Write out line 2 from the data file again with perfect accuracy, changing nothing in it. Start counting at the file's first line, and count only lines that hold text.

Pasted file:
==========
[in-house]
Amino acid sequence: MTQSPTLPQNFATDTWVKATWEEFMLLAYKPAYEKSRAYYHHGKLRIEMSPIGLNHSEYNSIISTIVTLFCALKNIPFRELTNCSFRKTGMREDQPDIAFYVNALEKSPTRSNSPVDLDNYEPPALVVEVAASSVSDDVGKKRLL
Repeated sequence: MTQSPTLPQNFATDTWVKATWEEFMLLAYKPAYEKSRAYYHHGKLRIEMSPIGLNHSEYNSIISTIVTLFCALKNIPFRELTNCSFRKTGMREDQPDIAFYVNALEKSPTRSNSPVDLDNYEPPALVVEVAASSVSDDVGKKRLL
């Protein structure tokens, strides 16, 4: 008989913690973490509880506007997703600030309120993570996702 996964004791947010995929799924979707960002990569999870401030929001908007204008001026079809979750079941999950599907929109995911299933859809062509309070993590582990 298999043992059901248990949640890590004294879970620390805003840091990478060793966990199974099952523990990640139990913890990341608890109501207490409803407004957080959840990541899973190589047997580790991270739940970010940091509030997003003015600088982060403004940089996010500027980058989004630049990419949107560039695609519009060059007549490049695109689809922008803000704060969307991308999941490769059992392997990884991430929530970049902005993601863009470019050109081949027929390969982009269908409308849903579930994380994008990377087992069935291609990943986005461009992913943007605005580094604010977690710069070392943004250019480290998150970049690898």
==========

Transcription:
Amino acid sequence: MTQSPTLPQNFATDTWVKATWEEFMLLAYKPAYEKSRAYYHHGKLRIEMSPIGLNHSEYNSIISTIVTLFCALKNIPFRELTNCSFRKTGMREDQPDIAFYVNALEKSPTRSNSPVDLDNYEPPALVVEVAASSVSDDVGKKRLL